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World’s largest indigenous rock art site at risk

21 April 2017

Our daily round-up of news from the art world

Indigenous rock art at risk in Western Australia | Murujuga, better known as the Burrap Peninsula, a site in Western Australia that holds the world’s largest concentration of indigenous rock art has been vandalised with graffiti and is under threat from an invasive weed. The Guardian reports that the Australian Senate is conducting an inquiry into the impact of a nearby ammonium nitrate plant, emissions from which may be threatening the ecological conditions of the site.

National Gallery of Denmark scammed by fraudsters | The National Gallery of Denmark in Copenhagen has been defrauded of almost £91,000 by criminals who hacked the email account of its director and used it to send false messages. According to the Copenhagen Post, employees received an email from the account of director Mikkel Bogh, requesting the urgent transfer of funds to a UK bank account. Similar requests followed until a total of 805,000 kroner had been transferred to various overseas accounts.

Director of Swindon museum project resigns | Hadrian Ellory-van Dekker has resigned as director of The Swindon Museum and Art Gallery Trust, which hopes to build a multi-million pound new art gallery in the town. Ellory-van Dekker, who took up the post just over a year ago, cited personal reasons for his departure, although according to the Museums Journal, this was not his main reason for leaving. The project has faced some local opposition, and critics have expressed doubts as to whether the trust will be able to submit a £10m Heritage Lottery Fund bid later this year.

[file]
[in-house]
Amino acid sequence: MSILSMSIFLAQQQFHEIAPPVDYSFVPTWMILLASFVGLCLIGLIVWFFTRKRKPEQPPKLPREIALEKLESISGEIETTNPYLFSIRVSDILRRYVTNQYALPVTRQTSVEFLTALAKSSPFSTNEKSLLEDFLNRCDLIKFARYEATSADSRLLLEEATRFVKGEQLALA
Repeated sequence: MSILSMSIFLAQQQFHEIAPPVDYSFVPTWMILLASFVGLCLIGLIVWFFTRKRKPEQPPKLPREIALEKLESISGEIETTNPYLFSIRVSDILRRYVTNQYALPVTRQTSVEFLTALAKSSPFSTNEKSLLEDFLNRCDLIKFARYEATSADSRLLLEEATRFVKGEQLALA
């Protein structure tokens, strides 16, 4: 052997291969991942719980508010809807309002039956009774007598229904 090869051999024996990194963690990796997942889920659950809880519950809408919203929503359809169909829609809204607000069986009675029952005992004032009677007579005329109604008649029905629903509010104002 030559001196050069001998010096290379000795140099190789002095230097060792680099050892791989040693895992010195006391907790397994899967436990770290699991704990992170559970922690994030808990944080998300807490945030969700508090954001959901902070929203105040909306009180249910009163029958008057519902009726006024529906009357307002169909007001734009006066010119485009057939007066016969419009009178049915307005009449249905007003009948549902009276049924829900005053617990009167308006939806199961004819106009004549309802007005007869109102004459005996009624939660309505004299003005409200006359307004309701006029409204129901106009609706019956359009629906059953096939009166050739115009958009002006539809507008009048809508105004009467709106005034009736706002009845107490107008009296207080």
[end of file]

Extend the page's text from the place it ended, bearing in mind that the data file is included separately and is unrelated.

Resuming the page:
Peggy Guggenheim’s heirs accuse Guggenheim Foundation of ignoring her wishes | Peggy Guggenheim’s great-grandchildren have claimed that an exhibition at New York’s Guggenheim museum violates the conditions she stipulated when granting her collection to the foundation, reports the Art Newspaper. The show, entitled ‘Visionaries: Creating a Modern Guggenheim’, features works from Peggy Guggenheim’s collection in Venice. Her descendants say that Peggy did not want the works in question to leave the Italian city in high tourist season, which runs from April to November.